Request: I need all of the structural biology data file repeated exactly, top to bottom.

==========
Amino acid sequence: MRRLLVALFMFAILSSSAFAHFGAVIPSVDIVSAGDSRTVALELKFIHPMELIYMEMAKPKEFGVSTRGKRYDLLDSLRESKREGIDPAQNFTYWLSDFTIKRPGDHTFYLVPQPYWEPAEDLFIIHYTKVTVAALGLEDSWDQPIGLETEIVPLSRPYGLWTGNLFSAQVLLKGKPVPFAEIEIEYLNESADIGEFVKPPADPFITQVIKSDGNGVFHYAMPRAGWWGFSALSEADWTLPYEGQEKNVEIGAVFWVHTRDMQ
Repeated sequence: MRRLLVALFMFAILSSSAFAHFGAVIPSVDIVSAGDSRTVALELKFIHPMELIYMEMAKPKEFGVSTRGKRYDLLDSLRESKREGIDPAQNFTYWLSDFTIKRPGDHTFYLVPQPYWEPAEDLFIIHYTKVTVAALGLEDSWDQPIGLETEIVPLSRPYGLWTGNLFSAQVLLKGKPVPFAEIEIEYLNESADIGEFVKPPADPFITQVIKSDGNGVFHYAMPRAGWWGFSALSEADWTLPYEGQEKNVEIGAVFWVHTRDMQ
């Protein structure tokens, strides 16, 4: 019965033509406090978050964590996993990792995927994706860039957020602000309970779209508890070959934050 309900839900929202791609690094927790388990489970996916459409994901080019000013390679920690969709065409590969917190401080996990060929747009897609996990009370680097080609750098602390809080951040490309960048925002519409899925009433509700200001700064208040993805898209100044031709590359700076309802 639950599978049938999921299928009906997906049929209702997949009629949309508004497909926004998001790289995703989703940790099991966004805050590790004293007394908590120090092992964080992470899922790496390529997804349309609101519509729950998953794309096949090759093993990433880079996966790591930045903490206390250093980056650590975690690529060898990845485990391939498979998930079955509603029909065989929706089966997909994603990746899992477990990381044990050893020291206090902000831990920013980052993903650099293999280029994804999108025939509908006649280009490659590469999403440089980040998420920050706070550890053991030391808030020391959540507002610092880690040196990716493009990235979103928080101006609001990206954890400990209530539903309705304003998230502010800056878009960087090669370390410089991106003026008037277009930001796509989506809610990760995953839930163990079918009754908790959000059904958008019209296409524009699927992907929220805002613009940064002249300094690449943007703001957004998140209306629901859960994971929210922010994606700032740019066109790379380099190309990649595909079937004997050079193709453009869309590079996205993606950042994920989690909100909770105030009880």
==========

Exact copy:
Amino acid sequence: MRRLLVALFMFAILSSSAFAHFGAVIPSVDIVSAGDSRTVALELKFIHPMELIYMEMAKPKEFGVSTRGKRYDLLDSLRESKREGIDPAQNFTYWLSDFTIKRPGDHTFYLVPQPYWEPAEDLFIIHYTKVTVAALGLEDSWDQPIGLETEIVPLSRPYGLWTGNLFSAQVLLKGKPVPFAEIEIEYLNESADIGEFVKPPADPFITQVIKSDGNGVFHYAMPRAGWWGFSALSEADWTLPYEGQEKNVEIGAVFWVHTRDMQ
Repeated sequence: MRRLLVALFMFAILSSSAFAHFGAVIPSVDIVSAGDSRTVALELKFIHPMELIYMEMAKPKEFGVSTRGKRYDLLDSLRESKREGIDPAQNFTYWLSDFTIKRPGDHTFYLVPQPYWEPAEDLFIIHYTKVTVAALGLEDSWDQPIGLETEIVPLSRPYGLWTGNLFSAQVLLKGKPVPFAEIEIEYLNESADIGEFVKPPADPFITQVIKSDGNGVFHYAMPRAGWWGFSALSEADWTLPYEGQEKNVEIGAVFWVHTRDMQ
């Protein structure tokens, strides 16, 4: 019965033509406090978050964590996993990792995927994706860039957020602000309970779209508890070959934050 309900839900929202791609690094927790388990489970996916459409994901080019000013390679920690969709065409590969917190401080996990060929747009897609996990009370680097080609750098602390809080951040490309960048925002519409899925009433509700200001700064208040993805898209100044031709590359700076309802 639950599978049938999921299928009906997906049929209702997949009629949309508004497909926004998001790289995703989703940790099991966004805050590790004293007394908590120090092992964080992470899922790496390529997804349309609101519509729950998953794309096949090759093993990433880079996966790591930045903490206390250093980056650590975690690529060898990845485990391939498979998930079955509603029909065989929706089966997909994603990746899992477990990381044990050893020291206090902000831990920013980052993903650099293999280029994804999108025939509908006649280009490659590469999403440089980040998420920050706070550890053991030391808030020391959540507002610092880690040196990716493009990235979103928080101006609001990206954890400990209530539903309705304003998230502010800056878009960087090669370390410089991106003026008037277009930001796509989506809610990760995953839930163990079918009754908790959000059904958008019209296409524009699927992907929220805002613009940064002249300094690449943007703001957004998140209306629901859960994971929210922010994606700032740019066109790379380099190309990649595909079937004997050079193709453009869309590079996205993606950042994920989690909100909770105030009880």